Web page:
For any business, being found is key to being successful. For businesses with more of a local presence (maybe headquarters or one physical stand-alone location), being discovered is even more of a priority. Not to bash the guys who stand on street corners waving directional signage to get a potential consumer’s attention, but there are other more targeted ways to attract the right audiences and drive more business. One strategy that can drive huge returns is online search marketing.
Here are 6 search engine optimization (SEO) tips for local search.
1. Be Relevant
Local SEO is all about relevance. Merriam Webster defines relevance is as practical, pertinent and the ability to retrieve material that satisfies the needs of they user. Sounds a lot like what search engines like google.com and bing.com are trying to do, doesn’t it? It’s all about the user and helping them find what they seek. Good news is, relevance is a shared goal for the user, the search engines and your business with just the product or service.
2. Focus On The User
Brands and businesses ought to focus on creating user experiences and content that is highly relevant to user needs. Put the user at the center, what are they searching for? What problem are they trying to solve? Are they researching or ready to buy? Structure and create content focused on user needs and included localized unique content and keywords and your rankings, over time, will be rewarded.
3. Prioritize Your SEO
Prioritize your SEO efforts based on the intersection of business priorities e.g a particular product, website performance i.e. keywords related the product that convert well and consumer demand as demonstrated by local search queries.
4. Include Your Business Address By Location
Maybe your brand has just one location, or multiple locations. Either way, it’s important to let your users and search engines know just where to find you. Ensure your ‘on page’ content includes your business address and local permanent phone number. If you have one location, you can simply include this information in the footer. Ensure the physical business information matches the information on Google+ and other social and directory sites e.g. yelp.com to avoid confusion or degradation by the search engines. Claim the pages as the business owner, periodically delete duplicate listings and ensure the information is correct and complete on valid listing profile pages.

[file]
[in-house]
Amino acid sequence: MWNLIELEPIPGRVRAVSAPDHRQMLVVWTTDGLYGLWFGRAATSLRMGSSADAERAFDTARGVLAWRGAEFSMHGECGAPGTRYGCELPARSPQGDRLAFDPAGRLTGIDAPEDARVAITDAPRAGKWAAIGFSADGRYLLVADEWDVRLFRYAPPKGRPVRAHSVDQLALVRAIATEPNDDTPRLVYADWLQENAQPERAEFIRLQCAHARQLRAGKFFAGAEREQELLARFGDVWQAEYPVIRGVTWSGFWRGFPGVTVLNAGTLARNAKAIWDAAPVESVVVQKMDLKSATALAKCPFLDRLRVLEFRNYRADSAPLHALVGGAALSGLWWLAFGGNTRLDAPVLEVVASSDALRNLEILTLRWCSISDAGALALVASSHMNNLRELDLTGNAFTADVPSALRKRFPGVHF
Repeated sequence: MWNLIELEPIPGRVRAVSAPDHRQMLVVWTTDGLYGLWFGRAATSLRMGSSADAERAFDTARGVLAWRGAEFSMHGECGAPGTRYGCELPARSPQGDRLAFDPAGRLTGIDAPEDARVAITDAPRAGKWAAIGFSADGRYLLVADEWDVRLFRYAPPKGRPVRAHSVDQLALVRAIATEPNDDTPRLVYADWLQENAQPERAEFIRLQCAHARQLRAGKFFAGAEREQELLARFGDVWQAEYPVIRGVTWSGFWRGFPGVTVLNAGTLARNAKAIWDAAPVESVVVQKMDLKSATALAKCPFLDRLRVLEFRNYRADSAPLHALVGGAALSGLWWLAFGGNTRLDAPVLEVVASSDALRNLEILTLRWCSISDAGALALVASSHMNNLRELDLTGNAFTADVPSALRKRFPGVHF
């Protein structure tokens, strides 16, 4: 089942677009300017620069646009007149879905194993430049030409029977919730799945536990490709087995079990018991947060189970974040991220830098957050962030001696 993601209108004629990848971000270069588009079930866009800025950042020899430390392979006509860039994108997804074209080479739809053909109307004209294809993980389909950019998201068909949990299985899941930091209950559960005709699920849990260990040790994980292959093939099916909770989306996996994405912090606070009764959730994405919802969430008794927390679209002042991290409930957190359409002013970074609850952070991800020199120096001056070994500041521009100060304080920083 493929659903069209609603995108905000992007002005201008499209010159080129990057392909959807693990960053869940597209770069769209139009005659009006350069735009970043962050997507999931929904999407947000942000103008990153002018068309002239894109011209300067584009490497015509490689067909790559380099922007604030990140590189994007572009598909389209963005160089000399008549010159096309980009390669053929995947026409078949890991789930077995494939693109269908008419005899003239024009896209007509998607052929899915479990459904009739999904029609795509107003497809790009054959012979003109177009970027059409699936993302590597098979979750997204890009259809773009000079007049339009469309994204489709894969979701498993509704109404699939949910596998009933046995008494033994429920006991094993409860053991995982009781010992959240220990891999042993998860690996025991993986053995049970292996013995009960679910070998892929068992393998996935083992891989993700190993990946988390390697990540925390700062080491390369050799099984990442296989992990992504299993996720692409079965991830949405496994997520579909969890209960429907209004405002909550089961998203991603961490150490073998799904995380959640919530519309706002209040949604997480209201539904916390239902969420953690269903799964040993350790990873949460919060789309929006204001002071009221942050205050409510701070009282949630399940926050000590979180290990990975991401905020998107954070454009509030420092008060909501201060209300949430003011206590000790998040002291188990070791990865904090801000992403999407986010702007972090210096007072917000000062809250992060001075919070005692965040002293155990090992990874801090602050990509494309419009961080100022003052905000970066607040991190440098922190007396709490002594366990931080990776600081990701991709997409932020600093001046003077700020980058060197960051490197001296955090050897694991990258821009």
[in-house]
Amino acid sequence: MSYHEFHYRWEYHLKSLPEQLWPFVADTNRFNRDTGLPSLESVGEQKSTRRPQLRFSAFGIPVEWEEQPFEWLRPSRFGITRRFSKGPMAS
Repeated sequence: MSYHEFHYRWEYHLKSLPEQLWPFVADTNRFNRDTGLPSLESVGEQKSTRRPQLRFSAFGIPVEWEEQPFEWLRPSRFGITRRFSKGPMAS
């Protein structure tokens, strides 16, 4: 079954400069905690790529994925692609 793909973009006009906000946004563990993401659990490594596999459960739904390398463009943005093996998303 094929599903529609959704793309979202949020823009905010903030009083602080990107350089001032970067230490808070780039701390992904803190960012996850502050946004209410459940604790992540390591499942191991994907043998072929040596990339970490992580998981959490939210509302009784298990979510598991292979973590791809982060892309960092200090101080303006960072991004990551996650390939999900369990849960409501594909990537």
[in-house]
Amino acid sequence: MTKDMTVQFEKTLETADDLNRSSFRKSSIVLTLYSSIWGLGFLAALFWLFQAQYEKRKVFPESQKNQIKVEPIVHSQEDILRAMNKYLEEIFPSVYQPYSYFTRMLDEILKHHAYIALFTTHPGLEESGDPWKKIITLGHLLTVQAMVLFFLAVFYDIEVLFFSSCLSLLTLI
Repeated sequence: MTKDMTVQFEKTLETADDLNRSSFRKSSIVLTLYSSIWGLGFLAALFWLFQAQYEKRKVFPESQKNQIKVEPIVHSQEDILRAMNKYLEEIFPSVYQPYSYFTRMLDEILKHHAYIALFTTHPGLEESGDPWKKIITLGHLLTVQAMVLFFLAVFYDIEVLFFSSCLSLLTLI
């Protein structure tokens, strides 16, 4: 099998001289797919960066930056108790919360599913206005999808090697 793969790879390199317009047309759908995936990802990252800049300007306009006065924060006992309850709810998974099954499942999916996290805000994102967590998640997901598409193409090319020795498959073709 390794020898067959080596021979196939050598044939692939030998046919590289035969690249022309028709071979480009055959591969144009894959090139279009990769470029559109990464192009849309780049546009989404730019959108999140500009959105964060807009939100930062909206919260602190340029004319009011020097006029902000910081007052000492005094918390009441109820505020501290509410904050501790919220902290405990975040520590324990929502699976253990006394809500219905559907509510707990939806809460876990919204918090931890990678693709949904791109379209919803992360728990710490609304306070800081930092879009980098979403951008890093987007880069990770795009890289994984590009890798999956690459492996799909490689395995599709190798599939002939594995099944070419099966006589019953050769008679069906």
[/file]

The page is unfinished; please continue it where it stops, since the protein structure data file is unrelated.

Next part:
5. Get Specific With Metadata & Structured Data
Search engines use metadata information like page titles and page descriptions as input in determining the relevance of the users search query and a page on your website. The page title, displayed in the browser ‘tab’ label, holds SEO juice and must be 55 characters or less, include priority keywords relevant to page it belongs to, and the city if it for a particular location (this really applies if you have multiple locations). The same applies to the page description, which may get pulled into the search engine results. The page description is recommended to not exceed 115 characters. For headlines and sub-headlines use HTML H1 H2 tags. Structured data, also called micro-tagging, using schema.org syntax can further educate search engines about your website content. It’s critical that local SEO information like addresses, reviews, events and business type are coded into your website.
6. SEO & PPC Work Best Together
Want to ensure your local business is found the moment someone is searching for your product or service? Run paid search advertising, also called pay per click (PPC), in addition to your SEO efforts. According to a 2014 Google Study on Local Search 34% of consumers who sought local information on their computer or tablet made their way to a store within one day, and of those who used a smartphone, the number was even higher at 50%. It may take time to rank locally or nationally for certain keyword phrases, but by bidding on priority searches using PPC and including ad extensions for your address, phone numbers, website links you can ensure your brand is considered and found.
A delicate balancing act is needed between designing and writing for humans, staying true to the brand, and optimizing for search engines. Start with the user, provide helpful and relevant content keeping your priority keywords in play, and soon you’ll be playing with more qualified local organic traffic. Here at Rhythm, we want to know – “Can you come out and play?”
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